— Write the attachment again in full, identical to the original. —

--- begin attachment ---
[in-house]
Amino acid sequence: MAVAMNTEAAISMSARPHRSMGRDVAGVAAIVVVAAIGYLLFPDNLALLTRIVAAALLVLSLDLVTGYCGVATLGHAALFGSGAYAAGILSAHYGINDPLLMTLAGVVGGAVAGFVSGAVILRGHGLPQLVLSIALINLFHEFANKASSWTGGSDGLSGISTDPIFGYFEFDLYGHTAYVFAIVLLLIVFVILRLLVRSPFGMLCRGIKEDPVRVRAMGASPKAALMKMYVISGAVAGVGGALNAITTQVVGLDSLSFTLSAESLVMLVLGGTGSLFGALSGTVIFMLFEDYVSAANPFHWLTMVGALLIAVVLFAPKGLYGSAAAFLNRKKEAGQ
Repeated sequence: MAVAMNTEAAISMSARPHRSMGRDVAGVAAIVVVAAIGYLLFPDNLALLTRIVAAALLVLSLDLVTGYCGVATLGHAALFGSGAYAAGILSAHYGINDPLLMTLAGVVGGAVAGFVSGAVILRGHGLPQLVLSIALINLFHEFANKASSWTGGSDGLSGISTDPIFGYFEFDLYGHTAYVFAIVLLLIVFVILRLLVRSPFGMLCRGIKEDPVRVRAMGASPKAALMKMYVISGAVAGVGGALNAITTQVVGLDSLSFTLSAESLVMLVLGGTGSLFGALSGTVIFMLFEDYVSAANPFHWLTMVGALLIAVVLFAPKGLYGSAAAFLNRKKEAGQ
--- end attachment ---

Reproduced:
[in-house]
Amino acid sequence: MAVAMNTEAAISMSARPHRSMGRDVAGVAAIVVVAAIGYLLFPDNLALLTRIVAAALLVLSLDLVTGYCGVATLGHAALFGSGAYAAGILSAHYGINDPLLMTLAGVVGGAVAGFVSGAVILRGHGLPQLVLSIALINLFHEFANKASSWTGGSDGLSGISTDPIFGYFEFDLYGHTAYVFAIVLLLIVFVILRLLVRSPFGMLCRGIKEDPVRVRAMGASPKAALMKMYVISGAVAGVGGALNAITTQVVGLDSLSFTLSAESLVMLVLGGTGSLFGALSGTVIFMLFEDYVSAANPFHWLTMVGALLIAVVLFAPKGLYGSAAAFLNRKKEAGQ
Repeated sequence: MAVAMNTEAAISMSARPHRSMGRDVAGVAAIVVVAAIGYLLFPDNLALLTRIVAAALLVLSLDLVTGYCGVATLGHAALFGSGAYAAGILSAHYGINDPLLMTLAGVVGGAVAGFVSGAVILRGHGLPQLVLSIALINLFHEFANKASSWTGGSDGLSGISTDPIFGYFEFDLYGHTAYVFAIVLLLIVFVILRLLVRSPFGMLCRGIKEDPVRVRAMGASPKAALMKMYVISGAVAGVGGALNAITTQVVGLDSLSFTLSAESLVMLVLGGTGSLFGALSGTVIFMLFEDYVSAANPFHWLTMVGALLIAVVLFAPKGLYGSAAAFLNRKKEAGQ